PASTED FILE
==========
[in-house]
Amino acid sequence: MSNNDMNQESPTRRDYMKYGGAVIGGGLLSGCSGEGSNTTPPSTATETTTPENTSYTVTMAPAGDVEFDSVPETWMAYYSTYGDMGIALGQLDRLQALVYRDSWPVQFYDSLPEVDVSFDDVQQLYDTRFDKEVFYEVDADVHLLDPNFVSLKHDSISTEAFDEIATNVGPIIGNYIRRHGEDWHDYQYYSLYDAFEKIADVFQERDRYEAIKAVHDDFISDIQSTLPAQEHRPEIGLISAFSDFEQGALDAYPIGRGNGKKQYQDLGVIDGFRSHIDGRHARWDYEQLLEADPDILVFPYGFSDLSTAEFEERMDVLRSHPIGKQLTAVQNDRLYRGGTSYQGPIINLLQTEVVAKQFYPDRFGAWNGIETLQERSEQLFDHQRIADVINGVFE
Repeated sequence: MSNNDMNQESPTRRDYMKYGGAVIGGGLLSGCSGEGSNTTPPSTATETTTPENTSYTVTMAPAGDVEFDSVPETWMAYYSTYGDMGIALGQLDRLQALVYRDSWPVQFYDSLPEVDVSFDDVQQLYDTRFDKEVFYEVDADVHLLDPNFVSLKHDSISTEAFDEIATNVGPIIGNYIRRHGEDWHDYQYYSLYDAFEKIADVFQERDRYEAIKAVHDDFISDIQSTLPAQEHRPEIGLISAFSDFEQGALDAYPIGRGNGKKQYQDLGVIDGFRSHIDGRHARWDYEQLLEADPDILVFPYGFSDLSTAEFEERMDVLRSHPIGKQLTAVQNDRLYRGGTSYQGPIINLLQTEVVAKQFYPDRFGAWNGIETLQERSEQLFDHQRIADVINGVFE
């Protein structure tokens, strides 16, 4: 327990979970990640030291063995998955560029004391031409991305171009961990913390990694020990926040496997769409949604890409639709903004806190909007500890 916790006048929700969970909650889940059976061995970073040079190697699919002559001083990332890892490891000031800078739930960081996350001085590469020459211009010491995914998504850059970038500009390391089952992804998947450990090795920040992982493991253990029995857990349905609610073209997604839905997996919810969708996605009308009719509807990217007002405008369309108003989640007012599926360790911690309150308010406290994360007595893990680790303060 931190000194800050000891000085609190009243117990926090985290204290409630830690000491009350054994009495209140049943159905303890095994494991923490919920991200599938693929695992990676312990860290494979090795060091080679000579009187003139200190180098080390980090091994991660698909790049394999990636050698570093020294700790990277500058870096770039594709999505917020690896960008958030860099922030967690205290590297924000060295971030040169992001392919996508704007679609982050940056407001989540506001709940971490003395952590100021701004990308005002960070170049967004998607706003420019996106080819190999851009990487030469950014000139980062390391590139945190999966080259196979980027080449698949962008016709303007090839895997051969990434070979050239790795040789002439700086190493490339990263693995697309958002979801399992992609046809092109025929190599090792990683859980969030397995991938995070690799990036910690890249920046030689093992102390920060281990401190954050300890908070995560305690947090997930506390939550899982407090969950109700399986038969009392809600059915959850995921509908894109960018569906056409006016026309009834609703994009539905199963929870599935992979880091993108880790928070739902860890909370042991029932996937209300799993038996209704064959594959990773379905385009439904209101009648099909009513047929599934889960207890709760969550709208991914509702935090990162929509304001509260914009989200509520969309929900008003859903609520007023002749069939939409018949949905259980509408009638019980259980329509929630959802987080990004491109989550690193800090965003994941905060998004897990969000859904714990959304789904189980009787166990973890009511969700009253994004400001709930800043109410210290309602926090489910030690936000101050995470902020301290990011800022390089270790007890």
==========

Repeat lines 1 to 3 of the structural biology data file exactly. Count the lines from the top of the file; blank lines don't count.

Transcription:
[in-house]
Amino acid sequence: MSNNDMNQESPTRRDYMKYGGAVIGGGLLSGCSGEGSNTTPPSTATETTTPENTSYTVTMAPAGDVEFDSVPETWMAYYSTYGDMGIALGQLDRLQALVYRDSWPVQFYDSLPEVDVSFDDVQQLYDTRFDKEVFYEVDADVHLLDPNFVSLKHDSISTEAFDEIATNVGPIIGNYIRRHGEDWHDYQYYSLYDAFEKIADVFQERDRYEAIKAVHDDFISDIQSTLPAQEHRPEIGLISAFSDFEQGALDAYPIGRGNGKKQYQDLGVIDGFRSHIDGRHARWDYEQLLEADPDILVFPYGFSDLSTAEFEERMDVLRSHPIGKQLTAVQNDRLYRGGTSYQGPIINLLQTEVVAKQFYPDRFGAWNGIETLQERSEQLFDHQRIADVINGVFE
Repeated sequence: MSNNDMNQESPTRRDYMKYGGAVIGGGLLSGCSGEGSNTTPPSTATETTTPENTSYTVTMAPAGDVEFDSVPETWMAYYSTYGDMGIALGQLDRLQALVYRDSWPVQFYDSLPEVDVSFDDVQQLYDTRFDKEVFYEVDADVHLLDPNFVSLKHDSISTEAFDEIATNVGPIIGNYIRRHGEDWHDYQYYSLYDAFEKIADVFQERDRYEAIKAVHDDFISDIQSTLPAQEHRPEIGLISAFSDFEQGALDAYPIGRGNGKKQYQDLGVIDGFRSHIDGRHARWDYEQLLEADPDILVFPYGFSDLSTAEFEERMDVLRSHPIGKQLTAVQNDRLYRGGTSYQGPIINLLQTEVVAKQFYPDRFGAWNGIETLQERSEQLFDHQRIADVINGVFE